Daily Archives: June 11, 2009

Chronic Racial Discrimination Affects Health

The role of racial discrimination in mental health has been established in a number of studies, and a new study works out some of the details in how this works.

The study found blacks may, in general, have poorer mental health as a result of two mechanisms: First, chronic exposure to racial discrimination leads to more experiences of daily discrimination and, second, it also results in an accumulation of daily negative events across various domains of life, from family and friends to health and finances. The combination of these mechanisms, reports Anthony Ong, assistant professor of human development in the College of Human Ecology at Cornell, places blacks at greater risk for daily symptoms of depression, anxiety and negative moods.

“As a result, African-Americans experience high levels of chronic stress. And individuals who are exposed to more daily stress end up having fewer resources to cope with them,” said Ong.

The study, one of the first to look at the underlying mechanisms through which racial discrimination operates to affect the daily mental health of African-Americans, was conducted with Cornell graduate student Thomas Fuller-Rowell and Anthony Burrow, assistant professor of psychology at Loyola University-Chicago; it is published in the June issue of the Journal of Personality and Social Psychology (96:6).

Press release here

The Homeland Security Report on Right Wing Extremism

You will find the report below the fold. Please note that according to this document, you are not supposed to be reading it on the internet. I assume that is old and out of date information. But just in case, don’t mention to anyone that you have seen this or where you saw it. K?

You asked, I answer. (Don’t grow accustom to that, by the way.)

– – – – – the fold – – – – –

Continue reading The Homeland Security Report on Right Wing Extremism

Swine Flu Alert Level Raised by WHO

The long-awaited pandemic announcement is scientific confirmation that a new flu virus has emerged and is quickly circling the globe. WHO will now ask drugmakers to speed up production of a swine flu vaccine. The declaration will also prompt governments to devote more money toward efforts to contain the virus.

This means that the alert level is going to Level Six.

Ominously, WHO chief Dr. Margaret Chan said: “The world is moving into the early days of its first influenza pandemic in the 21st century, … The (swine flu) virus is now unstoppable.”

We are warned that a second wave of the flu may pass through areas that have already experienced a first wave. We are also told that this flu is badly affecting a relatively larger percentage of relatively healthy people than does seasonal flu (another hallmark of the 1918 pandemic).

The core of the statement by WHO’s director is:

On present evidence, the overwhelming majority of patients experience mild symptoms and make a rapid and full recovery, often in the absence of any form of medical treatment.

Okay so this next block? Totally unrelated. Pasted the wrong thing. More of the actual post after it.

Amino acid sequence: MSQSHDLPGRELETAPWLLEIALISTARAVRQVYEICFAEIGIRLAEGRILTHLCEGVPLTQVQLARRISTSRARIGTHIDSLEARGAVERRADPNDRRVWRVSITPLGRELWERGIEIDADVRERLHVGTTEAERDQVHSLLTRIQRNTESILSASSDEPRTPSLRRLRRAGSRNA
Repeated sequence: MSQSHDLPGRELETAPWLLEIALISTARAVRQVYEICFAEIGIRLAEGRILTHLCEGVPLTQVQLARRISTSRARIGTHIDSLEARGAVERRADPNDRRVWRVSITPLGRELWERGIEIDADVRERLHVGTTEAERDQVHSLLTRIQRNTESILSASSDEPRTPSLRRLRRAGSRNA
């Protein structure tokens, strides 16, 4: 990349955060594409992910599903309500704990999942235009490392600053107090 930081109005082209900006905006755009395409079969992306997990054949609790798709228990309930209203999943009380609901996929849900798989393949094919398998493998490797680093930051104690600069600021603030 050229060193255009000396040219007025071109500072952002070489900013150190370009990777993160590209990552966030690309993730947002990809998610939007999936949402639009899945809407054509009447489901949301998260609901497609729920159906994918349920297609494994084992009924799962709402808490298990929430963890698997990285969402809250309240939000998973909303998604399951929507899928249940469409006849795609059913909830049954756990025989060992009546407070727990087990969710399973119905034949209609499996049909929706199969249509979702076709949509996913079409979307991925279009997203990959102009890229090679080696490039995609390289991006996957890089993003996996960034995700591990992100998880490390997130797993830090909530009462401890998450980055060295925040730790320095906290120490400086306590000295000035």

Worldwide, the number of deaths is small. … we do not expect to see a sudden and dramatic jump in the number of severe or fatal infections.

We know that the novel H1N1 virus preferentially infects younger people. In nearly all areas with large and sustained outbreaks, the majority of cases have occurred in people under the age of 25 years.

In some of these countries, around 2% of cases have developed severe illness, often with very rapid progression to life-threatening pneumonia.

Most cases of severe and fatal infections have been in adults between the ages of 30 and 50 years.

This pattern is significantly different from that seen during epidemics of seasonal influenza, when most deaths occur in frail elderly people.

Many, though not all, severe cases have occurred in people with underlying chronic conditions. …

At the same time, it is important to note that around one third to half of the severe and fatal infections are occurring in previously healthy young and middle-aged people.

Without question, pregnant women are at increased risk of complications. This heightened risk takes on added importance for a virus, like this one, that preferentially infects younger age groups.

Finally, and perhaps of greatest concern, we do not know how this virus will behave under conditions typically found in the developing world. To date, the vast majority of cases have been detected and investigated in comparatively well-off countries.



Lest we forget, a review of hatred on the campaign trail, 2008

I’ve worked for political campaigns. There are people who are watching what happens on the rope lines, in the rally lines, at the rallies themselves. The kinds of things we saw during the last election were not uncontrolled random populous movements. They are semi-orchestrated, semi-managed events designed to turn political differences into seething hate (for political purposes). For instance, the things you see in this video do not happen without the knowledge of the candidate or senior staff, and there are efforts to control how people behave in these situations. What you see here is people acting as they have been encouraged to act by party activists.

Continue reading Lest we forget, a review of hatred on the campaign trail, 2008